Houston Food Not Bombs Under Immediate Threat (update)

March 4, 2012
By

Houston Food Not Bombs has been sharing healthy vegetarian food with hundreds of hungry people, several nights a week, for over 18 years and is a 2011 Recipient of a Peacemaker Award from the Houston Peace and Justice Center.

Well funded Houston homeless service organizations, developers, and city officials are promoting new regulations for dozens of groups like ours that provide food for the homeless in Houston every week.  Read the new amendment on pages 33 – 45 here: http://www.houstontx.gov/citysec/backup/2012/030612.pdf

Wednesday March 7, at the 9am session, Houston City Council will consider amending chapter 20 of the code of ordinances, imposing five new regulatory and licensing requirements for those who feed hungry people in Houston.  These regulations would bring the work of non-professionals who do homeless service work under city and police purview.  This law fits squarely in the context of criminalization of sharing of food across the country.  Food Not Bombs participants in U.S. Cities have ended up in jail when restrictive new laws came into effect.

We need your help!  Here are some talking points.  The amendments would:

- impose additional surveillance and enforcement requirements on the police

- require government permission to share food, criminalize citizens who do not have such permission (or had such permission taken away), and create a new complicated set of hearings, appeals, and consequences for those who lose such permission (punitive measures would include “cross-examination,” $2,000 a day fines, and criminal charges)

- require an entirely different set of standards for those sharing food with the homeless compared to those sharing food at picnics or tailgate parties, in violation of the “equal protection under the law” clause of the 14th Amendment

- impose city-mandated training in “strategies for working with the homeless”

- make sharing of home-cooked food illegal

- infringe on 1st amendment-protected rights to free assembly by requiring volunteer groups to obtain written permission to use public property

Call and email Houston city council members before:

Helena Brown,  832.393.3010, districta@houstontx.gov
Jerry Davis, 832.393.3009, districtb@houstontx.gov
Ellen Cohen, 832.393.3004, districtc@houstontx.gov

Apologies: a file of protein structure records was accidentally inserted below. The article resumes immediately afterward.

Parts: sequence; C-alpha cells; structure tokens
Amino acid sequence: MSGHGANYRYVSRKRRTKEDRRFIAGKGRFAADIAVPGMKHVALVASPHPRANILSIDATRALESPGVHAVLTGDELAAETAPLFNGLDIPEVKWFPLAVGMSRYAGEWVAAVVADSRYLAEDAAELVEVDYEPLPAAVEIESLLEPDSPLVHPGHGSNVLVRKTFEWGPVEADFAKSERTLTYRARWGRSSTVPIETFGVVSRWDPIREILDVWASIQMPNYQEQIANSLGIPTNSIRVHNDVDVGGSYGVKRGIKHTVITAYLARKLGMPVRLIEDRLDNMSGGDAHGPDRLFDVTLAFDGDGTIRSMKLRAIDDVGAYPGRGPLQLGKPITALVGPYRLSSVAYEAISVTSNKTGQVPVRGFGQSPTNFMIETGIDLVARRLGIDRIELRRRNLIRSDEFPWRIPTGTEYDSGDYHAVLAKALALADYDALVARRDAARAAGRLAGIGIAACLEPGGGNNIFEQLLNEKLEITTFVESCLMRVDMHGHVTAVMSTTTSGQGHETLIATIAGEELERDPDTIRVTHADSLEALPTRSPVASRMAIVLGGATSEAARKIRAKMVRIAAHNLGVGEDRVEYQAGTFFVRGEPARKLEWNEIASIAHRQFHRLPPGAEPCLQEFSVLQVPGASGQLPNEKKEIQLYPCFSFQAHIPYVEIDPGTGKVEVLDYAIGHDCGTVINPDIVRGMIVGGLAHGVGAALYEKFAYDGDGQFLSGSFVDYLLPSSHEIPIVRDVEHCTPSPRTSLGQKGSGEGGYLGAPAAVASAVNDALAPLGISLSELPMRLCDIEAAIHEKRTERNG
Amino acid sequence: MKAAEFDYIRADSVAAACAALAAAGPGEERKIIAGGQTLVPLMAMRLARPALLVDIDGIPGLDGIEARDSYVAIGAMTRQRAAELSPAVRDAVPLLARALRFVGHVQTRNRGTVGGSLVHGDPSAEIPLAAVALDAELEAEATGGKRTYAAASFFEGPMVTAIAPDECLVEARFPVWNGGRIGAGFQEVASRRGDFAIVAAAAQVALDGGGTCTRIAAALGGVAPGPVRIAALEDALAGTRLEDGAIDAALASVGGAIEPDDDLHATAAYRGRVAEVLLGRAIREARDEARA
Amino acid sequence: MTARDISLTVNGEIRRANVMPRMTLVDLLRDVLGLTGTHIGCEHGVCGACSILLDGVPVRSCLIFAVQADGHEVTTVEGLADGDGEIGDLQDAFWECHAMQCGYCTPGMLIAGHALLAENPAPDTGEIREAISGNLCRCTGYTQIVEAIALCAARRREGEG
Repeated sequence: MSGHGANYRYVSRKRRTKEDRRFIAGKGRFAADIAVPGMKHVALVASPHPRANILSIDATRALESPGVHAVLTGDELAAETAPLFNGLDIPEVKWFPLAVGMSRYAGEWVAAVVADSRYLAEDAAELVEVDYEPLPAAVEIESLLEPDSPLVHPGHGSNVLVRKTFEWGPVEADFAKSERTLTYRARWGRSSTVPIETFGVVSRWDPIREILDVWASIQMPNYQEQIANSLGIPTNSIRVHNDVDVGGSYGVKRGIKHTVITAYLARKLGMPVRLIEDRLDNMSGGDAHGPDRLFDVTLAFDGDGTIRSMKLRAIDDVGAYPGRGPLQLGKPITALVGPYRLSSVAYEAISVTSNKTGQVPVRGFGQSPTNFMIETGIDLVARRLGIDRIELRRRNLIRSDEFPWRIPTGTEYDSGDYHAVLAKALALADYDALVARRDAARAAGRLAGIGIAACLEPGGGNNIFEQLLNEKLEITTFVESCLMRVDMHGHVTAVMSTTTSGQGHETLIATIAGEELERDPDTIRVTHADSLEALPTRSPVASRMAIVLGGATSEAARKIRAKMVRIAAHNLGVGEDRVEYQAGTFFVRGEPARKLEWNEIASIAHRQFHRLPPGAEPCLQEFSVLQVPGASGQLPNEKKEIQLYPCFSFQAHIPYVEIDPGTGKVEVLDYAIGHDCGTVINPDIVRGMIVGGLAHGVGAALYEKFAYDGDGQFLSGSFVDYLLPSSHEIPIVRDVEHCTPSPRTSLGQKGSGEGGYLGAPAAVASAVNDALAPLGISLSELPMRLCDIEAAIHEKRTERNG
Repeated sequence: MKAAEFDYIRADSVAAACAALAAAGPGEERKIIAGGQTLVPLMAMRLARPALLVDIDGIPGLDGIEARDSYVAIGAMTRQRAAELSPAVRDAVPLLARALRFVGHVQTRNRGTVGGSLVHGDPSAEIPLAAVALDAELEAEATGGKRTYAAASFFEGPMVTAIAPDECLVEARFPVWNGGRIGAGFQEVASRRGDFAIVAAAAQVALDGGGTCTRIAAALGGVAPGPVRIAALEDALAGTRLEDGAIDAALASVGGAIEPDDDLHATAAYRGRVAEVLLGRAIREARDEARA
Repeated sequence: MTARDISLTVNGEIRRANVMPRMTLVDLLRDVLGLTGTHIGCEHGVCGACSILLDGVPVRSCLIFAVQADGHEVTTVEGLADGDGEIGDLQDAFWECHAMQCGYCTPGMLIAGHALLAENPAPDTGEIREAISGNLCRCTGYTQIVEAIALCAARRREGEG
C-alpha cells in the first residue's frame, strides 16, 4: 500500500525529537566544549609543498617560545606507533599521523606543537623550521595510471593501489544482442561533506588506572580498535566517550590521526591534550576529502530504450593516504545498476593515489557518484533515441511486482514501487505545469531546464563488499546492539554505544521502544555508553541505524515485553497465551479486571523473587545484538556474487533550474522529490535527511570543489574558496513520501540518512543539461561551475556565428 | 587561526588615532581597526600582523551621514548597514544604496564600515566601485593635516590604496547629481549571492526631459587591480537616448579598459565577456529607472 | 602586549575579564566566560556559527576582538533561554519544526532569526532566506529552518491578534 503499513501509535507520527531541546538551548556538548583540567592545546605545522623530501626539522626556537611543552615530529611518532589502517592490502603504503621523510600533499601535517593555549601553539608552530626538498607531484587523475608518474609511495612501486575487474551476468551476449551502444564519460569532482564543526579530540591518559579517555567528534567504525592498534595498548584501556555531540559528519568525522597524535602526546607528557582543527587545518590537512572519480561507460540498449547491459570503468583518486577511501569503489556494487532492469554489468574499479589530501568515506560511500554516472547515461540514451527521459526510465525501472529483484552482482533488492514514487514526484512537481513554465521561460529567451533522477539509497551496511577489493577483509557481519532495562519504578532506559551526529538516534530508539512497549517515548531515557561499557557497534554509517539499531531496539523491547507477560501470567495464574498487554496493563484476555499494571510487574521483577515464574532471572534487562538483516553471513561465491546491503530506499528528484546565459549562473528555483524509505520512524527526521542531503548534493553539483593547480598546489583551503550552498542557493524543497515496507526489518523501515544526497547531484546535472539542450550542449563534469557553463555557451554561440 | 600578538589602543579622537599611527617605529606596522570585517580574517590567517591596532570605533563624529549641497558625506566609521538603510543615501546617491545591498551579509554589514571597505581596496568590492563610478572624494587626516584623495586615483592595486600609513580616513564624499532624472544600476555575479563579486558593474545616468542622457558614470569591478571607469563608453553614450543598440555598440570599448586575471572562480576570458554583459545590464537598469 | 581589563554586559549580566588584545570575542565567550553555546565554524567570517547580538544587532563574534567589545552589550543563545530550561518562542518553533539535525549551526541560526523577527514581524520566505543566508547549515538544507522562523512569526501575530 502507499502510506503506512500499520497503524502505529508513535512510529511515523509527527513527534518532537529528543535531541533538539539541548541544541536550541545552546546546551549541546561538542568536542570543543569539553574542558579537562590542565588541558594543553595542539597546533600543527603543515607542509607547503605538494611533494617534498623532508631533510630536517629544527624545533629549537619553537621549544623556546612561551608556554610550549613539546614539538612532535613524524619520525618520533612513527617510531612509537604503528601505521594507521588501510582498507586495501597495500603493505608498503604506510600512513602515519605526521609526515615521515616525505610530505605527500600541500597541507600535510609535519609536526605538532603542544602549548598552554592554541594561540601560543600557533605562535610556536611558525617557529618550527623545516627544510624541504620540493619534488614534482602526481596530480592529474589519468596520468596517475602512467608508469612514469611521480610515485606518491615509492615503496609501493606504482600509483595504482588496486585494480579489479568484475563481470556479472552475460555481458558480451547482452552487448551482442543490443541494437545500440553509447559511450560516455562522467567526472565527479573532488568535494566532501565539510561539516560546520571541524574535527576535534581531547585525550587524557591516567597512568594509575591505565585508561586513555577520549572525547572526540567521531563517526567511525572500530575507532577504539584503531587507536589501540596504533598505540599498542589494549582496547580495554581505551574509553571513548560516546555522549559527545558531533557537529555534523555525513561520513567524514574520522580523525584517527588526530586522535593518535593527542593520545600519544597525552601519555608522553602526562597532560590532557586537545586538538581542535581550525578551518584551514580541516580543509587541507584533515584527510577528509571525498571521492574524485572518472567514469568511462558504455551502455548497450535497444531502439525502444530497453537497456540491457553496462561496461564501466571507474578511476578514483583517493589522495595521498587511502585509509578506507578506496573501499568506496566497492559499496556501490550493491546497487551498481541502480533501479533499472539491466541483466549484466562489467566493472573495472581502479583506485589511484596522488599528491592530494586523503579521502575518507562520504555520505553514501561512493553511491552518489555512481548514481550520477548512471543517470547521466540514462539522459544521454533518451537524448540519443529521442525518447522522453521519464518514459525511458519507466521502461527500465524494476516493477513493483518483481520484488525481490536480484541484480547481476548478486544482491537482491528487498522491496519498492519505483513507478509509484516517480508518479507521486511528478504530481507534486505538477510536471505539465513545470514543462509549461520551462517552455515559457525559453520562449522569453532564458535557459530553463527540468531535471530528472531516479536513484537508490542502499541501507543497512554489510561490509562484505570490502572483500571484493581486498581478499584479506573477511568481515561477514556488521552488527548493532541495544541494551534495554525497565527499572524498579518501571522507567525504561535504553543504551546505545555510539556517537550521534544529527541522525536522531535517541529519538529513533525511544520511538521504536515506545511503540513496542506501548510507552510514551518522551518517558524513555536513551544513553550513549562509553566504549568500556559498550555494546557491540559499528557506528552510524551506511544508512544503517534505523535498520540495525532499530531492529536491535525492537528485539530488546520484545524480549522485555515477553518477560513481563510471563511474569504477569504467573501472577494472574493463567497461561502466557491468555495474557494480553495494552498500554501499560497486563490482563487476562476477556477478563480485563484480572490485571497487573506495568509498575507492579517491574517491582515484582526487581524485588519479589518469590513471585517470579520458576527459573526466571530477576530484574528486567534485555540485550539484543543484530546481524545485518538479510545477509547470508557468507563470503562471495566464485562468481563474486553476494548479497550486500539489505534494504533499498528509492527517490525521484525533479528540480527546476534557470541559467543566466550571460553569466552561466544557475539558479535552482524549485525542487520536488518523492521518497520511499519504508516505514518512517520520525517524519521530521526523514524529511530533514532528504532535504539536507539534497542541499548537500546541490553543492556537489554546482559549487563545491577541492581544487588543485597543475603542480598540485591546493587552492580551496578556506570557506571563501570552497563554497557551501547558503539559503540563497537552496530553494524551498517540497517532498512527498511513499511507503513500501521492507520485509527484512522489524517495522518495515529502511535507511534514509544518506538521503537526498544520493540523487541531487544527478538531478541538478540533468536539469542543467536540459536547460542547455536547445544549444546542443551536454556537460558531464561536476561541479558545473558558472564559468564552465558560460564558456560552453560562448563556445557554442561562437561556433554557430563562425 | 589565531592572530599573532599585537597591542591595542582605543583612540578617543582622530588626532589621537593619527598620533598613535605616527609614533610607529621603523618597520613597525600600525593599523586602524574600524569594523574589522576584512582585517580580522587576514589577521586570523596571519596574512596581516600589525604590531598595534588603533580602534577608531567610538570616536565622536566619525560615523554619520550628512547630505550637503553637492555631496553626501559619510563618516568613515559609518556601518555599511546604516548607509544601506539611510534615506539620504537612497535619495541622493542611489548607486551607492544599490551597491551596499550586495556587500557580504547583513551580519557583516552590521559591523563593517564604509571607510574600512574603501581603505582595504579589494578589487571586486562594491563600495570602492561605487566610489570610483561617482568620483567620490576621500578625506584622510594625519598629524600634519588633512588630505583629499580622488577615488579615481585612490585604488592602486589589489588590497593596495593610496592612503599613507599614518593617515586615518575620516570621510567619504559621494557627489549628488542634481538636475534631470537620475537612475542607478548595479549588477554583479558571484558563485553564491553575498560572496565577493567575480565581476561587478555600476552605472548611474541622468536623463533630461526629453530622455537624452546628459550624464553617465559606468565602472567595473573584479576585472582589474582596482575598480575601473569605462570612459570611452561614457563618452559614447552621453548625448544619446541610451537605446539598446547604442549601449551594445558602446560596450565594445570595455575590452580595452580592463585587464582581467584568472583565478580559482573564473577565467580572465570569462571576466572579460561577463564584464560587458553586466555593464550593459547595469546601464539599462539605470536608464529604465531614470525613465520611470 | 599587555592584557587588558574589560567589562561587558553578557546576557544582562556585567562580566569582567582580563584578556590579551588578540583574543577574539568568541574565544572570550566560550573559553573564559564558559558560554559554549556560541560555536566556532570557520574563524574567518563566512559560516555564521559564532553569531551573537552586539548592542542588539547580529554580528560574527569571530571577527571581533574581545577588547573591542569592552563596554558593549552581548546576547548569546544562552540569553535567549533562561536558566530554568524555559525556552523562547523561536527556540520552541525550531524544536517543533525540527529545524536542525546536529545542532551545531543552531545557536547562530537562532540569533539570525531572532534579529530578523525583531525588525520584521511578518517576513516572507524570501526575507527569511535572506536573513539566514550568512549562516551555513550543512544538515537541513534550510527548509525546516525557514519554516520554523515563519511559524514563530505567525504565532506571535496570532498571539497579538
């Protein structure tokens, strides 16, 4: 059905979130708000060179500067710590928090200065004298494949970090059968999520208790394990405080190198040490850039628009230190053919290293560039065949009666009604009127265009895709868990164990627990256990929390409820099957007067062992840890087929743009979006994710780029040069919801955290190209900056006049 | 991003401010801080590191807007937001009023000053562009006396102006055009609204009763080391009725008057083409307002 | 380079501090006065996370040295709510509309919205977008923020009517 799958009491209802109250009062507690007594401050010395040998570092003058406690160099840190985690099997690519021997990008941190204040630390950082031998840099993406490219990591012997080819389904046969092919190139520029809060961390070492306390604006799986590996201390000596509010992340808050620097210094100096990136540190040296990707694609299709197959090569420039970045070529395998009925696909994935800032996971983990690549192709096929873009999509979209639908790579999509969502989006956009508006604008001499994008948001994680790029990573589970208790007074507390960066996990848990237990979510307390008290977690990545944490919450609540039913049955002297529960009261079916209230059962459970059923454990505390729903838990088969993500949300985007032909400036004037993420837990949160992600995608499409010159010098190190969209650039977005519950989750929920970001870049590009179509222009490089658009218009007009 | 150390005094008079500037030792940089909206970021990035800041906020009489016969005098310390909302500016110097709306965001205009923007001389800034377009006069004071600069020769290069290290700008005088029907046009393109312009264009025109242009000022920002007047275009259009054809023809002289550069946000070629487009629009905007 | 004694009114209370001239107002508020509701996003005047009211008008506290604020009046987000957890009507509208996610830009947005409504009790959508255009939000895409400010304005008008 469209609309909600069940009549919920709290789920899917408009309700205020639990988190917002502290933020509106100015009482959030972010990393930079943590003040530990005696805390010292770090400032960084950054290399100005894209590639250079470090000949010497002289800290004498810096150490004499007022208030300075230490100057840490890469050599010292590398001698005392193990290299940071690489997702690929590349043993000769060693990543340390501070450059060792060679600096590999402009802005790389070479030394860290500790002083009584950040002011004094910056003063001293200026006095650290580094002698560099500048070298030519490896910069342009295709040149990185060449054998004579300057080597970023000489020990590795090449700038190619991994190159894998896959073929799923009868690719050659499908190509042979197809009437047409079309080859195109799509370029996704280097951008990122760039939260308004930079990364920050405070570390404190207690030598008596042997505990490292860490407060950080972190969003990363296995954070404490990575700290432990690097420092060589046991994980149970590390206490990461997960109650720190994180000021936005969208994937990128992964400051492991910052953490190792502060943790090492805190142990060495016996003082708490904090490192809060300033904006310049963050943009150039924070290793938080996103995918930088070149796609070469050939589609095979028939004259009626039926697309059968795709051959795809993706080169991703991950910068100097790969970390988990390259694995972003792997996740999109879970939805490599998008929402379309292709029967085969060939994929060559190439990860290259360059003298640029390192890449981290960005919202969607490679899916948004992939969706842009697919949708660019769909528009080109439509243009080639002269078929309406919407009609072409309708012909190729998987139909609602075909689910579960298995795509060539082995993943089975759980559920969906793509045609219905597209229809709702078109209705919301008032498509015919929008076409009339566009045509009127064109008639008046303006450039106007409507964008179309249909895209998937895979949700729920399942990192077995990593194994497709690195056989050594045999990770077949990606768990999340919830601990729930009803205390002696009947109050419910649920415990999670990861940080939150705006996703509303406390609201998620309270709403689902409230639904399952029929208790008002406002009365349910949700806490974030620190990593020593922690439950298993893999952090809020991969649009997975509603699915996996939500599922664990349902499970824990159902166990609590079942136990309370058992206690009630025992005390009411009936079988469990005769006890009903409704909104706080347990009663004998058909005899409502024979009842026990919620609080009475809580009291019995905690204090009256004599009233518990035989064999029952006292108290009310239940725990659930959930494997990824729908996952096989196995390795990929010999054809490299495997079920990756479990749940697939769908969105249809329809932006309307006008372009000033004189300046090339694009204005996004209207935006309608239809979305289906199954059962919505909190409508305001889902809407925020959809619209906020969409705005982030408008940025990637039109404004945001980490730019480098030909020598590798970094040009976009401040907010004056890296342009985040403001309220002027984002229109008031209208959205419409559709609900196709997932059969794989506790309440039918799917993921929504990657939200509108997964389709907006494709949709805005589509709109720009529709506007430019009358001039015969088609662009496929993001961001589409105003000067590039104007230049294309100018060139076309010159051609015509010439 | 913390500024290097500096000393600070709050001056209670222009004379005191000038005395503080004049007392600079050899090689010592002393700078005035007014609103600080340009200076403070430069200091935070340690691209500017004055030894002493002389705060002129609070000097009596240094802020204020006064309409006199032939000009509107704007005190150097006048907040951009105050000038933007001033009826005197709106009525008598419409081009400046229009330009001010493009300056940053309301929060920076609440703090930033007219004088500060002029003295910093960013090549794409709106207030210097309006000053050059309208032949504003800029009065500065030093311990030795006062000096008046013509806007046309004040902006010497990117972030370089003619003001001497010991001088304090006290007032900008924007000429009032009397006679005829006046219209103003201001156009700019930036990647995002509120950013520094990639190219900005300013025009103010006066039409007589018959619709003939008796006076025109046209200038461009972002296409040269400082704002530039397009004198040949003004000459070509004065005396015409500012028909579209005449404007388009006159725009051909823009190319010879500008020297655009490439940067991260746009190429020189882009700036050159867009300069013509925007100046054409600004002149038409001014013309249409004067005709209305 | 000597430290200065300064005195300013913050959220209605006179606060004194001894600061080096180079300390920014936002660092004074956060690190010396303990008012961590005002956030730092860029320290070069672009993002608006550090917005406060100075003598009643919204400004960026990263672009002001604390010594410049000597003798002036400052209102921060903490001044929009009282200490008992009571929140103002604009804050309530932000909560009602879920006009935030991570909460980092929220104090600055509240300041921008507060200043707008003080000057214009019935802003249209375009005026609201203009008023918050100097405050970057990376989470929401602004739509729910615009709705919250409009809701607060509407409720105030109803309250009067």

Wanda Adams, 832.393.3001, districtd@houstontx.gov
Mike Sullivan, 832.393.3008, districte@houstontx.gov
Al Hoang, 832.393.3002, districtf@houstontx.gov
Oliver Pennington, 832.393.3007, districtg@houstontx.gov
Ed Gonzalez, 832.393.3003, districth@houstontx.gov
James G. Rodriguez, 832.393.3011, districti@houstontx.gov
Mike Laster, 832.393.3015, districtj@houstontx.gov
Larry Green, 832.393.3016, districtk@houstontx.gov
Stephen C. Costello, 832.393.3014, atlarge1@houstontx.gov
Andrew C. Burks, Jr., 832.393.3013, atlarge2@houstontx.gov
Melissa Noriega, 832.393.3005, atlarge3@houstontx.gov
C.O. “Brad” Bradford, 832.393.3012, atlarge4@houstontx.gov
Jack Christie, 832.393.3017, atlarge5@houstontx.gov

Come out to a sharing at 521 Lamar St., 77002 (The Houston Downtown Public Library Courtyard) on Mon., Wed., & Fri. at 8pm, and Sunday at 7pm. Bring vegan food to share or just bring yourself!

read the Houston Chronicle Commentary here:

http://www.chron.com/opinion/outlook/article/Commentary-Rules-needed-to-protect-homeless-3378112.php#src=fb

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20 Responses to Houston Food Not Bombs Under Immediate Threat (update)

  1. [...] 1hOccupy Houston‏@OccupyHouston: Call the #HoustonCityCouncil members & tell them to strop criminalizing homelessness & humanitarian aid. #FoodNotBombs http://blog.foodnotbombs.net/houston-food-not-bombs-under-immediate-threat-please-fwd/ [...]

  2. OH stands with Food Not Bombs | OccupyHouston on March 5, 2012 at 6:23 pm

    [...] Houston Food Not Bombs Under Immediate Threat [...]

  3. [...] http://blog.foodnotbombs.net/houston-food-not-bombs-under-immediate-threat-please-fwd/ - with this one, city by city, the governments are trying to contain those horrible domestic terrorists who are feeding people. These have to be the scariest terrorists yet. Watch out for the spatula wielding grandma and her deadly brownies. This is on the city council agenda tomorrow. [...]

  4. Free Earth on March 6, 2012 at 12:55 am

    They did this in Orlando too don’t let them do it in Houston-
    Texas don’t follow Florida’s lame ass down the toilet Do the right thing!
    http://www.youtube.com/watch?v=ZO0JdF48xsg

  5. OH stands with Food Not Bombs | Occupy News on March 6, 2012 at 3:47 am

    [...] Houston Food Not Bombs Under Immediate Threat [...]

  6. Houston Food Not Bombs Under Immediate Threat on March 6, 2012 at 8:42 am

    [...] Houston Food Not Bombs Under Immediate Threat (Food Not Bombs) 04 Mar 2012 Houston Food Not Bombs has been sharing healthy vegetarian food with hundreds of hungry people… Well funded Houston homeless service organizations, developers, and city officials are promoting new regulations for dozens of groups like ours that provide food for the homeless in Houston every week. Wednesday March 7, at the 9am session, Houston City Council will consider amending chapter 20 of the code of ordinances, imposing five new regulatory and licensing requirements for those who feed hungry people in Houston. These regulations would bring the work of non-professionals who do homeless service work under city and police purview. [See action list.] [...]